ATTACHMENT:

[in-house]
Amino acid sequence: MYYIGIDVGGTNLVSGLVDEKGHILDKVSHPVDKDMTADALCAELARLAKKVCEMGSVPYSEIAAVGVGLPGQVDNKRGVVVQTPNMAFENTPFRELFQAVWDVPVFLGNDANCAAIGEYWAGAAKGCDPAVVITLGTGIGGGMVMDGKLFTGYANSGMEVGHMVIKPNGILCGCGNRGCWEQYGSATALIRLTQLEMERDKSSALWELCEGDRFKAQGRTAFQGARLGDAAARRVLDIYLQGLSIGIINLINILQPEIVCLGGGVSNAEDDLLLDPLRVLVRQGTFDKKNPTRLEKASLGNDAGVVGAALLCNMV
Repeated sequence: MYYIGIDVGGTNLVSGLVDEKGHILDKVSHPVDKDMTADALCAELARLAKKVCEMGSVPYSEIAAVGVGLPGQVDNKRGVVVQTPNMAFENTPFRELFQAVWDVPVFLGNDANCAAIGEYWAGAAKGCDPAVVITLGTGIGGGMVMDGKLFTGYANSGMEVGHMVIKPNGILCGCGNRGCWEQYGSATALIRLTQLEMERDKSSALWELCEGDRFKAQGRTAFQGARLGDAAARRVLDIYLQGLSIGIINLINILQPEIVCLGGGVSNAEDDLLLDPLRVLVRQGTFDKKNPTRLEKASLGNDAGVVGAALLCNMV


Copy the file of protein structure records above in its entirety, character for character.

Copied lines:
[in-house]
Amino acid sequence: MYYIGIDVGGTNLVSGLVDEKGHILDKVSHPVDKDMTADALCAELARLAKKVCEMGSVPYSEIAAVGVGLPGQVDNKRGVVVQTPNMAFENTPFRELFQAVWDVPVFLGNDANCAAIGEYWAGAAKGCDPAVVITLGTGIGGGMVMDGKLFTGYANSGMEVGHMVIKPNGILCGCGNRGCWEQYGSATALIRLTQLEMERDKSSALWELCEGDRFKAQGRTAFQGARLGDAAARRVLDIYLQGLSIGIINLINILQPEIVCLGGGVSNAEDDLLLDPLRVLVRQGTFDKKNPTRLEKASLGNDAGVVGAALLCNMV
Repeated sequence: MYYIGIDVGGTNLVSGLVDEKGHILDKVSHPVDKDMTADALCAELARLAKKVCEMGSVPYSEIAAVGVGLPGQVDNKRGVVVQTPNMAFENTPFRELFQAVWDVPVFLGNDANCAAIGEYWAGAAKGCDPAVVITLGTGIGGGMVMDGKLFTGYANSGMEVGHMVIKPNGILCGCGNRGCWEQYGSATALIRLTQLEMERDKSSALWELCEGDRFKAQGRTAFQGARLGDAAARRVLDIYLQGLSIGIINLINILQPEIVCLGGGVSNAEDDLLLDPLRVLVRQGTFDKKNPTRLEKASLGNDAGVVGAALLCNMV